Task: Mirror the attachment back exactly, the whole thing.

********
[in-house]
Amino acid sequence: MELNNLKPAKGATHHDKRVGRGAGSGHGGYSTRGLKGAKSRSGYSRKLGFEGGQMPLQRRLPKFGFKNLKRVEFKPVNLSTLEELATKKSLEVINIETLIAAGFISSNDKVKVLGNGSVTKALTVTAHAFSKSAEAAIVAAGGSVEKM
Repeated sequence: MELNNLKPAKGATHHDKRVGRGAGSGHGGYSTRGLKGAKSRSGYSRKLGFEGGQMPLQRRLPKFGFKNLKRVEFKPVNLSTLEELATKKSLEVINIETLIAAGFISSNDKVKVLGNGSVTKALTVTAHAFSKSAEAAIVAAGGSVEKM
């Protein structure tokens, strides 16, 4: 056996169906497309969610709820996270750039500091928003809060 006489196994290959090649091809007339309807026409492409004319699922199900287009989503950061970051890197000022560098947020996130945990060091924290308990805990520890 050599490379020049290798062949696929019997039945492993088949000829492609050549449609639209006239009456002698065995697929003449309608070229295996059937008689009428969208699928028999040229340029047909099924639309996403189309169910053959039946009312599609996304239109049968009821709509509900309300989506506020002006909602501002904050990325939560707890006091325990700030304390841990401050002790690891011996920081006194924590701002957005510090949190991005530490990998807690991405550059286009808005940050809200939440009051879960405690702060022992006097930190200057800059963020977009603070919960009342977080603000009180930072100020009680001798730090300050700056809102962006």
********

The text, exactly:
[in-house]
Amino acid sequence: MELNNLKPAKGATHHDKRVGRGAGSGHGGYSTRGLKGAKSRSGYSRKLGFEGGQMPLQRRLPKFGFKNLKRVEFKPVNLSTLEELATKKSLEVINIETLIAAGFISSNDKVKVLGNGSVTKALTVTAHAFSKSAEAAIVAAGGSVEKM
Repeated sequence: MELNNLKPAKGATHHDKRVGRGAGSGHGGYSTRGLKGAKSRSGYSRKLGFEGGQMPLQRRLPKFGFKNLKRVEFKPVNLSTLEELATKKSLEVINIETLIAAGFISSNDKVKVLGNGSVTKALTVTAHAFSKSAEAAIVAAGGSVEKM
């Protein structure tokens, strides 16, 4: 056996169906497309969610709820996270750039500091928003809060 006489196994290959090649091809007339309807026409492409004319699922199900287009989503950061970051890197000022560098947020996130945990060091924290308990805990520890 050599490379020049290798062949696929019997039945492993088949000829492609050549449609639209006239009456002698065995697929003449309608070229295996059937008689009428969208699928028999040229340029047909099924639309996403189309169910053959039946009312599609996304239109049968009821709509509900309300989506506020002006909602501002904050990325939560707890006091325990700030304390841990401050002790690891011996920081006194924590701002957005510090949190991005530490990998807690991405550059286009808005940050809200939440009051879960405690702060022992006097930190200057800059963020977009603070919960009342977080603000009180930072100020009680001798730090300050700056809102962006």